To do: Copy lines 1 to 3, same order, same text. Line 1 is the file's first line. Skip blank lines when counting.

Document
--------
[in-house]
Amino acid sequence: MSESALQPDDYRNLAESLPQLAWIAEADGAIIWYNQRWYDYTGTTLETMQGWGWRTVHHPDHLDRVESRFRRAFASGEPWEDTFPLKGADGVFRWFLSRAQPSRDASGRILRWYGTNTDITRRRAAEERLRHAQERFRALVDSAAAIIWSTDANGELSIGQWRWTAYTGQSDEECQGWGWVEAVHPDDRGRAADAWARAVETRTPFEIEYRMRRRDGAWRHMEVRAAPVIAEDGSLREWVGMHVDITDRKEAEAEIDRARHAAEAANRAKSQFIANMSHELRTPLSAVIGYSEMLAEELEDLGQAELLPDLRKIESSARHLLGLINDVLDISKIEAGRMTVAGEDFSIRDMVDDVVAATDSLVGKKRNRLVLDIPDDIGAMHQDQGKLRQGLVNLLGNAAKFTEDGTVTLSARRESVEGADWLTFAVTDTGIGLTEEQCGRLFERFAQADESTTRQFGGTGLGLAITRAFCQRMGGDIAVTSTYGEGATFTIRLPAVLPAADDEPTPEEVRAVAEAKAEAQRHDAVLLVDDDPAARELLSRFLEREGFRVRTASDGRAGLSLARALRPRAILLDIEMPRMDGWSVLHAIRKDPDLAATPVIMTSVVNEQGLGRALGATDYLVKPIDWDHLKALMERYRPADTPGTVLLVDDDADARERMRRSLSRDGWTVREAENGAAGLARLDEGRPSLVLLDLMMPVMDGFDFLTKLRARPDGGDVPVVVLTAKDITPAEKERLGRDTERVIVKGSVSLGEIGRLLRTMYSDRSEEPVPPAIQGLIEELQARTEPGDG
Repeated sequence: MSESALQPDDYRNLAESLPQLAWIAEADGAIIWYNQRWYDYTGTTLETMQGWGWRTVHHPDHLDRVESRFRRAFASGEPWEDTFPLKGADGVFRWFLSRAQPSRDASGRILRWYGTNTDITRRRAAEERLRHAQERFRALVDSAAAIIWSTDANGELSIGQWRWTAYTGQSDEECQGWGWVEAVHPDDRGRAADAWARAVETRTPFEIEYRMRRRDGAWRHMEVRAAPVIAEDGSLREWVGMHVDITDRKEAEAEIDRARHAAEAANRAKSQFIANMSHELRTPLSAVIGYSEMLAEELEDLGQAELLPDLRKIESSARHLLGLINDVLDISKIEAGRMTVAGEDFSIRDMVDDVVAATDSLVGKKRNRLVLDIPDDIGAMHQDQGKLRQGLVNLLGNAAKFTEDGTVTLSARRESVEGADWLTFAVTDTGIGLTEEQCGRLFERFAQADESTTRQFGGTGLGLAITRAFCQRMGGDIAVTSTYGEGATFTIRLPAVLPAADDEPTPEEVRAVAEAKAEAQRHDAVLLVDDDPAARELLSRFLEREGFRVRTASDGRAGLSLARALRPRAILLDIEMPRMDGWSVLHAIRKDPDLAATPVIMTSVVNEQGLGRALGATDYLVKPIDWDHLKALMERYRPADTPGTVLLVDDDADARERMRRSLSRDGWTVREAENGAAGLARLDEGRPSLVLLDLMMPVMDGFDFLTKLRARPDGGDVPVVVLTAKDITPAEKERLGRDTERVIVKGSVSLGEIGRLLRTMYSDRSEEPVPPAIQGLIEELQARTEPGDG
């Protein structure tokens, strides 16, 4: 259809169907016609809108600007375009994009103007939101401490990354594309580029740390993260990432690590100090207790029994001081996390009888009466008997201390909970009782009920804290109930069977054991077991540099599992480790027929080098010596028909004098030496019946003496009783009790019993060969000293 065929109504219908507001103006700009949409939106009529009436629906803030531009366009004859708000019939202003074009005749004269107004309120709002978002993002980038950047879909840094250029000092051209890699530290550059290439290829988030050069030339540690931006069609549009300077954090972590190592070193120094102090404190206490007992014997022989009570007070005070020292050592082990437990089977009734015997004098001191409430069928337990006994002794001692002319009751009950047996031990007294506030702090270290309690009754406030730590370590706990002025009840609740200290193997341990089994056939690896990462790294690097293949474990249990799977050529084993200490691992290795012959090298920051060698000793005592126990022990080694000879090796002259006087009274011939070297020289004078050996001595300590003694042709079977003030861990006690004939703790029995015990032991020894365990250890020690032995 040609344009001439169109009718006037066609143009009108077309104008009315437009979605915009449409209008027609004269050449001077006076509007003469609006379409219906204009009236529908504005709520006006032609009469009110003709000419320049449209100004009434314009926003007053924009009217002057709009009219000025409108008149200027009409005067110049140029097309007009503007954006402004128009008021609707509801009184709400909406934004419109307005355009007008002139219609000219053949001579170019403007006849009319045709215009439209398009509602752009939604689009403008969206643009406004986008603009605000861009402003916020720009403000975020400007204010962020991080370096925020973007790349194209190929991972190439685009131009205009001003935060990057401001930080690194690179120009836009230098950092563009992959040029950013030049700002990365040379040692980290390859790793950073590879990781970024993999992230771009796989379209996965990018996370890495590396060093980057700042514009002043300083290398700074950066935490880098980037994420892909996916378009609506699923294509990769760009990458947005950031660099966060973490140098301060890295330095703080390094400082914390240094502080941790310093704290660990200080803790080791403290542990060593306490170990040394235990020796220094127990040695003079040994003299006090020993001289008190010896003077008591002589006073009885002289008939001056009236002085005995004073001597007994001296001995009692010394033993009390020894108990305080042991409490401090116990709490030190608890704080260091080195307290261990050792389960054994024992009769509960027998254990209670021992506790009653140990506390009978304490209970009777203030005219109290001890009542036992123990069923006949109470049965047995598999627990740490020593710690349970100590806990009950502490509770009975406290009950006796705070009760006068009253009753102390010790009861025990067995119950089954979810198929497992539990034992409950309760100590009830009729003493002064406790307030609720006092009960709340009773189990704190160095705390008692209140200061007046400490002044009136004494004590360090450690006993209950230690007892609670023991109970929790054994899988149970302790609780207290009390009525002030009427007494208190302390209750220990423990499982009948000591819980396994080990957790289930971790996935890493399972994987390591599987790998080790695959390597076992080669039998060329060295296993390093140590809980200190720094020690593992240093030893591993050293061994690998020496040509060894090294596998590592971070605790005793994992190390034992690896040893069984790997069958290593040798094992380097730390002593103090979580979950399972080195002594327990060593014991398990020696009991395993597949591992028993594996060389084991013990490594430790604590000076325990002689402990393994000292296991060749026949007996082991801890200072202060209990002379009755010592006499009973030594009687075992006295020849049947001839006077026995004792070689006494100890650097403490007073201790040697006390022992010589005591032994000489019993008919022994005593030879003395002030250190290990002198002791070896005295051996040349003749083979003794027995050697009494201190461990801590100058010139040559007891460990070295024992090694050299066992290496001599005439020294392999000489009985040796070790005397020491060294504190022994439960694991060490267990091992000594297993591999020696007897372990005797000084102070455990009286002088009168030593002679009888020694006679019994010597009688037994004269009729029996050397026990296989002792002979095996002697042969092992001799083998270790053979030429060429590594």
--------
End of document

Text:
[in-house]
Amino acid sequence: MSESALQPDDYRNLAESLPQLAWIAEADGAIIWYNQRWYDYTGTTLETMQGWGWRTVHHPDHLDRVESRFRRAFASGEPWEDTFPLKGADGVFRWFLSRAQPSRDASGRILRWYGTNTDITRRRAAEERLRHAQERFRALVDSAAAIIWSTDANGELSIGQWRWTAYTGQSDEECQGWGWVEAVHPDDRGRAADAWARAVETRTPFEIEYRMRRRDGAWRHMEVRAAPVIAEDGSLREWVGMHVDITDRKEAEAEIDRARHAAEAANRAKSQFIANMSHELRTPLSAVIGYSEMLAEELEDLGQAELLPDLRKIESSARHLLGLINDVLDISKIEAGRMTVAGEDFSIRDMVDDVVAATDSLVGKKRNRLVLDIPDDIGAMHQDQGKLRQGLVNLLGNAAKFTEDGTVTLSARRESVEGADWLTFAVTDTGIGLTEEQCGRLFERFAQADESTTRQFGGTGLGLAITRAFCQRMGGDIAVTSTYGEGATFTIRLPAVLPAADDEPTPEEVRAVAEAKAEAQRHDAVLLVDDDPAARELLSRFLEREGFRVRTASDGRAGLSLARALRPRAILLDIEMPRMDGWSVLHAIRKDPDLAATPVIMTSVVNEQGLGRALGATDYLVKPIDWDHLKALMERYRPADTPGTVLLVDDDADARERMRRSLSRDGWTVREAENGAAGLARLDEGRPSLVLLDLMMPVMDGFDFLTKLRARPDGGDVPVVVLTAKDITPAEKERLGRDTERVIVKGSVSLGEIGRLLRTMYSDRSEEPVPPAIQGLIEELQARTEPGDG
Repeated sequence: MSESALQPDDYRNLAESLPQLAWIAEADGAIIWYNQRWYDYTGTTLETMQGWGWRTVHHPDHLDRVESRFRRAFASGEPWEDTFPLKGADGVFRWFLSRAQPSRDASGRILRWYGTNTDITRRRAAEERLRHAQERFRALVDSAAAIIWSTDANGELSIGQWRWTAYTGQSDEECQGWGWVEAVHPDDRGRAADAWARAVETRTPFEIEYRMRRRDGAWRHMEVRAAPVIAEDGSLREWVGMHVDITDRKEAEAEIDRARHAAEAANRAKSQFIANMSHELRTPLSAVIGYSEMLAEELEDLGQAELLPDLRKIESSARHLLGLINDVLDISKIEAGRMTVAGEDFSIRDMVDDVVAATDSLVGKKRNRLVLDIPDDIGAMHQDQGKLRQGLVNLLGNAAKFTEDGTVTLSARRESVEGADWLTFAVTDTGIGLTEEQCGRLFERFAQADESTTRQFGGTGLGLAITRAFCQRMGGDIAVTSTYGEGATFTIRLPAVLPAADDEPTPEEVRAVAEAKAEAQRHDAVLLVDDDPAARELLSRFLEREGFRVRTASDGRAGLSLARALRPRAILLDIEMPRMDGWSVLHAIRKDPDLAATPVIMTSVVNEQGLGRALGATDYLVKPIDWDHLKALMERYRPADTPGTVLLVDDDADARERMRRSLSRDGWTVREAENGAAGLARLDEGRPSLVLLDLMMPVMDGFDFLTKLRARPDGGDVPVVVLTAKDITPAEKERLGRDTERVIVKGSVSLGEIGRLLRTMYSDRSEEPVPPAIQGLIEELQARTEPGDG